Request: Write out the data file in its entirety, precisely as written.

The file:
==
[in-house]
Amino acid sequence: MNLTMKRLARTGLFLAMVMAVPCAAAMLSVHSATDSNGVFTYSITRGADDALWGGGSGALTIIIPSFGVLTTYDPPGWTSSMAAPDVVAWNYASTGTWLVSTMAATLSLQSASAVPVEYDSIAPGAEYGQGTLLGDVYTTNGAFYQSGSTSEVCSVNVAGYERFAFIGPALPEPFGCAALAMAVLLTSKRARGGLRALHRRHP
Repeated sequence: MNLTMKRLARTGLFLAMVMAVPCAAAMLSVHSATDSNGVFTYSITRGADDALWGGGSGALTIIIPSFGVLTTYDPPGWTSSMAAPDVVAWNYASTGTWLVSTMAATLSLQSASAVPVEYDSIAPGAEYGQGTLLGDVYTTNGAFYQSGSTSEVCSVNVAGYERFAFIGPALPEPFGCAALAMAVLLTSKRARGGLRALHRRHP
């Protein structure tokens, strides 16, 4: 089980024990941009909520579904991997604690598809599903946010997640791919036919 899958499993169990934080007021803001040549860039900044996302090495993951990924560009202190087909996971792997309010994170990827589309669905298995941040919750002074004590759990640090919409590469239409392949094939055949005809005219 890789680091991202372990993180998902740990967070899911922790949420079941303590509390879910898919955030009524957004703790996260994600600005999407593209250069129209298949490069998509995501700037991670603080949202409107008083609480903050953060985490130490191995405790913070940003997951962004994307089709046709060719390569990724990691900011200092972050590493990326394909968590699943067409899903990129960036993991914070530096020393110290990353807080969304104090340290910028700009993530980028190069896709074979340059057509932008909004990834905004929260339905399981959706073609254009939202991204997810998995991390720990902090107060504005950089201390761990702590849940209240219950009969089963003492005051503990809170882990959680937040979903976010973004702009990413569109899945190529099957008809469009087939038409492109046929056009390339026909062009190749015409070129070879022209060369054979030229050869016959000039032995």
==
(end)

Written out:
[in-house]
Amino acid sequence: MNLTMKRLARTGLFLAMVMAVPCAAAMLSVHSATDSNGVFTYSITRGADDALWGGGSGALTIIIPSFGVLTTYDPPGWTSSMAAPDVVAWNYASTGTWLVSTMAATLSLQSASAVPVEYDSIAPGAEYGQGTLLGDVYTTNGAFYQSGSTSEVCSVNVAGYERFAFIGPALPEPFGCAALAMAVLLTSKRARGGLRALHRRHP
Repeated sequence: MNLTMKRLARTGLFLAMVMAVPCAAAMLSVHSATDSNGVFTYSITRGADDALWGGGSGALTIIIPSFGVLTTYDPPGWTSSMAAPDVVAWNYASTGTWLVSTMAATLSLQSASAVPVEYDSIAPGAEYGQGTLLGDVYTTNGAFYQSGSTSEVCSVNVAGYERFAFIGPALPEPFGCAALAMAVLLTSKRARGGLRALHRRHP
């Protein structure tokens, strides 16, 4: 089980024990941009909520579904991997604690598809599903946010997640791919036919 899958499993169990934080007021803001040549860039900044996302090495993951990924560009202190087909996971792997309010994170990827589309669905298995941040919750002074004590759990640090919409590469239409392949094939055949005809005219 890789680091991202372990993180998902740990967070899911922790949420079941303590509390879910898919955030009524957004703790996260994600600005999407593209250069129209298949490069998509995501700037991670603080949202409107008083609480903050953060985490130490191995405790913070940003997951962004994307089709046709060719390569990724990691900011200092972050590493990326394909968590699943067409899903990129960036993991914070530096020393110290990353807080969304104090340290910028700009993530980028190069896709074979340059057509932008909004990834905004929260339905399981959706073609254009939202991204997810998995991390720990902090107060504005950089201390761990702590849940209240219950009969089963003492005051503990809170882990959680937040979903976010973004702009990413569109899945190529099957008809469009087939038409492109046929056009390339026909062009190749015409070129070879022209060369054979030229050869016959000039032995």